Wednesday, January 10, 2007

Breathe. Sleep. Write.

Hemingway wrote 'til his pencils weren't sharp.

Collette picked fleas from her cat.

Kerouac and Bacon started on their knees.

Whatever it is, most writers have something. And I'm no different.

And getting back to it is one of the big upsides to having a permanent address and a sense of home.


My routine is pretty simple:

Get up around 7.
Make coffee.
Start writing.
Stop around 10 or 11.

I write long hand when I'm stuck or starting something new. When things are really fucked up, I "clean" the house and get a fresh sheet of paper.

I use Maria Irene Fornes sense memory exercises to get the world out of my head if it's in there.

I've found that turning on the TV, listening to music, checking email or reading the blog world generally destroys everything. So I try to avoid all that crap.

I'm generally no good for anything but talking in the afternoon, so unless I have business, I stay away from the phone.

There are a few other routines that are important - Tennis with H at mid-day, every other day. Plus, three AA meetings a week - a meeting to share at on Mondays, a crazy cross talk men's meeting (populated by rock'n roll and correctional facility refugees) on Tuesdays and a step study meeting on Friday.

I do book study on Wednesdays in Santa Monica with my sponsor.

There's meditation and prayer too, but I'm not worth shit when it comes to either one.

Here's an article on the importance of routine to a few young writers.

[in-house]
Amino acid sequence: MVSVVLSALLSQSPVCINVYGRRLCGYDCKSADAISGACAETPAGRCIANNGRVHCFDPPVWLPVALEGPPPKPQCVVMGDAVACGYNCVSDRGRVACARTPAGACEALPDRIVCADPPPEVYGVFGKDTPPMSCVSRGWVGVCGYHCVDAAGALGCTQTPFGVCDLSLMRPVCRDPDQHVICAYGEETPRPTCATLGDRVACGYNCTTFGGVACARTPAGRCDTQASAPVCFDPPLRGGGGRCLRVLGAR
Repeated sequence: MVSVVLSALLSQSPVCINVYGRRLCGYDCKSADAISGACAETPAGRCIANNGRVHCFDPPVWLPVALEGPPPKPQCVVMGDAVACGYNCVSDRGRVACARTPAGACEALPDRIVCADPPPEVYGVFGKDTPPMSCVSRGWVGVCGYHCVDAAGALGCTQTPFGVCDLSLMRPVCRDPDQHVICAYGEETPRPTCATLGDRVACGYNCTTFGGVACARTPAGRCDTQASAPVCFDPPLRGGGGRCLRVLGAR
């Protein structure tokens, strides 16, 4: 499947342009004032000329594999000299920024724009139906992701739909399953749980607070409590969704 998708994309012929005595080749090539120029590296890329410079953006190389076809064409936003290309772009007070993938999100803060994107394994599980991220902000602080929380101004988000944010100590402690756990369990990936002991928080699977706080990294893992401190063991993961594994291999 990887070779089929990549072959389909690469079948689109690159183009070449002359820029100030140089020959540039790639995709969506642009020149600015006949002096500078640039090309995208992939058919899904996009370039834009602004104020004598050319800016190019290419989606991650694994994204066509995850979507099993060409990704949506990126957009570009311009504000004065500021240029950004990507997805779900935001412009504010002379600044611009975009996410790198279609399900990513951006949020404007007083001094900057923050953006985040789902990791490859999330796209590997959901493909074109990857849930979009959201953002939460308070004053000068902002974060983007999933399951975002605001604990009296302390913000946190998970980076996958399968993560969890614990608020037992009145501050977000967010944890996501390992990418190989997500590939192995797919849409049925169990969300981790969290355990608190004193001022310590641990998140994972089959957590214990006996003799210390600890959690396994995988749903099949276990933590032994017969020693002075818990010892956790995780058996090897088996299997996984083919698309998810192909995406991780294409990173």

Please take out a pencil and a sheet of paper.

You got a routine? Let's hear about it.

4 comments:

frank's wild lunch said...

For months I've been trying to commit to the routine of writing in the mornings before work. I try to get up at 5:30 and go for a run, after which point I pour the java and start writing. If I do it right I can work for an hour before it's time to make breakfast and get ready for the job. The waking up at 5:30 is the hardest. The running isn't easy either, but it does get the blood flowing so I can be productive. It worked yesterday (and I felt great afterwards), but I overdid it on the run and my back was killing me last night so I skipped it all this morning. We'll try again tomorrow (and I'm writing on my lunch break).

P'tit Boo said...

ooh. i am going to come back later and share about routine.
i love this post because my routine has fallen by the wayside right now ... but...
can you share about the fornes exercise ?
what is it ?

malachy walsh said...

p'tit boo... There are several different excercises - I learned them all through Eduardo Machado who studied under Fornes at EST way back when.

Typically, they start by closing your eyes, and breathing through your mouth and visualizing soemthing, a character say, standing behind a door. You breath the way the character does, listen to whatever they're listening to through the door. They want to come in, but there's another character, on the other side of the door, who won't let them in. So the character you first saw needs to figure out how to get in, to find what the other needs to feel like they can let them in....

You write down what you hear them say.

I saw a play at Humana a few years back that started with a similar exercise - the writer admitted the first scenes came directly from it...

Once you get the gist you can invent your own.

P'tit Boo said...

cool !
thanks a lot !